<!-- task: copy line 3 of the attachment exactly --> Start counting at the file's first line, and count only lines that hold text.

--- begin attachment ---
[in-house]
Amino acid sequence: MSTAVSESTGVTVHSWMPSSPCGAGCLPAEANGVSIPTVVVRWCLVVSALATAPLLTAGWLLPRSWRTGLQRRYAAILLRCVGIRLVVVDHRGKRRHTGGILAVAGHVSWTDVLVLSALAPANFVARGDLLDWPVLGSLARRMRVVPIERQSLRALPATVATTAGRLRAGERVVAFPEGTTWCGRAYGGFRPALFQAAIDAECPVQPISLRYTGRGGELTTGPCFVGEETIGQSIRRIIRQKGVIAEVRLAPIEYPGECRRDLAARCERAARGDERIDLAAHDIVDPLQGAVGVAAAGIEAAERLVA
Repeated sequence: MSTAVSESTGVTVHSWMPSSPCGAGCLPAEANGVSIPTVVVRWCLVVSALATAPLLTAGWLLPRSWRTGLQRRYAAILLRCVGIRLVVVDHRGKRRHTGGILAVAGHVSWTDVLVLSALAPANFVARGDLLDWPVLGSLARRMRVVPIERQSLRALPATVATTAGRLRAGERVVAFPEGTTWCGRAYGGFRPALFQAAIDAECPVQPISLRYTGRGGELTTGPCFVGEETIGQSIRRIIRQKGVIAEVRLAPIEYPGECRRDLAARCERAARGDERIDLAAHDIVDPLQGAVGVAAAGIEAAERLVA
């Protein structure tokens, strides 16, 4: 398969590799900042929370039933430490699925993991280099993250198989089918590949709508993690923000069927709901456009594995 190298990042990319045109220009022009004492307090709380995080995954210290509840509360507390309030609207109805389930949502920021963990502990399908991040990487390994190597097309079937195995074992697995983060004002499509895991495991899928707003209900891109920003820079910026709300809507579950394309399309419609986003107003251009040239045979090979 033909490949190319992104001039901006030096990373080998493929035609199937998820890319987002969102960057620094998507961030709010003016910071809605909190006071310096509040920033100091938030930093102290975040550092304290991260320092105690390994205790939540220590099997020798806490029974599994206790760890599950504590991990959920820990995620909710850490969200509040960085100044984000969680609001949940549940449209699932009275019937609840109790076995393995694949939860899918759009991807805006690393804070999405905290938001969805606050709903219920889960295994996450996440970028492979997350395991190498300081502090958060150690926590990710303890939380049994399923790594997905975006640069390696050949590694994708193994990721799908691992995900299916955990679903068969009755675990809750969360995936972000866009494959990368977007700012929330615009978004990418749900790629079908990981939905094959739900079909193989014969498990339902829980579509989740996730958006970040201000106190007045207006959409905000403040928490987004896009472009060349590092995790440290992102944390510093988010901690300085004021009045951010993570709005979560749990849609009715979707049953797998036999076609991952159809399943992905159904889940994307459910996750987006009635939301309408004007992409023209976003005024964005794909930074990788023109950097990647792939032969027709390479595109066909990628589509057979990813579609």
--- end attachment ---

Repeated sequence: MSTAVSESTGVTVHSWMPSSPCGAGCLPAEANGVSIPTVVVRWCLVVSALATAPLLTAGWLLPRSWRTGLQRRYAAILLRCVGIRLVVVDHRGKRRHTGGILAVAGHVSWTDVLVLSALAPANFVARGDLLDWPVLGSLARRMRVVPIERQSLRALPATVATTAGRLRAGERVVAFPEGTTWCGRAYGGFRPALFQAAIDAECPVQPISLRYTGRGGELTTGPCFVGEETIGQSIRRIIRQKGVIAEVRLAPIEYPGECRRDLAARCERAARGDERIDLAAHDIVDPLQGAVGVAAAGIEAAERLVA